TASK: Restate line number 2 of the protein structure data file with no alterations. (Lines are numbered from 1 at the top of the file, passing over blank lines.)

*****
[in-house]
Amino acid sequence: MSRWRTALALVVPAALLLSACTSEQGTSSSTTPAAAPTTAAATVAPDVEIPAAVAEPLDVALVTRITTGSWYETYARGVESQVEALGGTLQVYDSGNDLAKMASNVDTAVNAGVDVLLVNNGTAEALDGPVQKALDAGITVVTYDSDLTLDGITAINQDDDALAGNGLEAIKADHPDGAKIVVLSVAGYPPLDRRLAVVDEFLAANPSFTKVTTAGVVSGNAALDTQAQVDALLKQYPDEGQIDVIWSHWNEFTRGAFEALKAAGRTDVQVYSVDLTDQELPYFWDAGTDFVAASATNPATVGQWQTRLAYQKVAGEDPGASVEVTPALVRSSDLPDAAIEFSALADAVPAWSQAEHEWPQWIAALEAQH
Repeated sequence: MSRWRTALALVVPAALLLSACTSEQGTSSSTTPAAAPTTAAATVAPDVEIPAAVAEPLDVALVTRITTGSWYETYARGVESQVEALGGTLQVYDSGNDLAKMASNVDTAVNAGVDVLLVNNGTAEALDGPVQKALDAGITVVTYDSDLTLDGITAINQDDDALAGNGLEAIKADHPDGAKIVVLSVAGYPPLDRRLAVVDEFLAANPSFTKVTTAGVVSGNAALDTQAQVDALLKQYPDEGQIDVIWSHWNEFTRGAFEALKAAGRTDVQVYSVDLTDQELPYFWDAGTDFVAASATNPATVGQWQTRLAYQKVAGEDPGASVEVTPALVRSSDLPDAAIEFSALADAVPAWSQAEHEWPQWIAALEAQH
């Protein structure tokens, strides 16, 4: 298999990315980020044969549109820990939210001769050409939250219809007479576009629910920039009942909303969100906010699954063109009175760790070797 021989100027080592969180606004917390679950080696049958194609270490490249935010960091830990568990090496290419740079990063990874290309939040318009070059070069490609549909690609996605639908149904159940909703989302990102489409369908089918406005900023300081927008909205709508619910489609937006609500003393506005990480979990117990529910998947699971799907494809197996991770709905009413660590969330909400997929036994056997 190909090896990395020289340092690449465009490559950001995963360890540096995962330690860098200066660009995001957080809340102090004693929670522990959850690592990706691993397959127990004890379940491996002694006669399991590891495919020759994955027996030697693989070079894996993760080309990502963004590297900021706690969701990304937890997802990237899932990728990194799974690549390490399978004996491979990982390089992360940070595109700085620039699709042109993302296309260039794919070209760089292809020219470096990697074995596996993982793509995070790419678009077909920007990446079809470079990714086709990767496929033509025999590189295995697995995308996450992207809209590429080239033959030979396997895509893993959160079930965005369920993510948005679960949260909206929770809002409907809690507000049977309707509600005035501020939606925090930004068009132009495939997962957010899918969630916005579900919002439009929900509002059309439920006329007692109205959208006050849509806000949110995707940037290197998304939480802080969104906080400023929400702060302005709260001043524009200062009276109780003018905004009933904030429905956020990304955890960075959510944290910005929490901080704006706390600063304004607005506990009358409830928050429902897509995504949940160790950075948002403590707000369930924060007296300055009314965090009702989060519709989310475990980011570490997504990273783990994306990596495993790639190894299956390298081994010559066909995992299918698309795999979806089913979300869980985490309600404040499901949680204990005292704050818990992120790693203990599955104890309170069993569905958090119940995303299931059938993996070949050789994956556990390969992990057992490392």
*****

Amino acid sequence: MSRWRTALALVVPAALLLSACTSEQGTSSSTTPAAAPTTAAATVAPDVEIPAAVAEPLDVALVTRITTGSWYETYARGVESQVEALGGTLQVYDSGNDLAKMASNVDTAVNAGVDVLLVNNGTAEALDGPVQKALDAGITVVTYDSDLTLDGITAINQDDDALAGNGLEAIKADHPDGAKIVVLSVAGYPPLDRRLAVVDEFLAANPSFTKVTTAGVVSGNAALDTQAQVDALLKQYPDEGQIDVIWSHWNEFTRGAFEALKAAGRTDVQVYSVDLTDQELPYFWDAGTDFVAASATNPATVGQWQTRLAYQKVAGEDPGASVEVTPALVRSSDLPDAAIEFSALADAVPAWSQAEHEWPQWIAALEAQH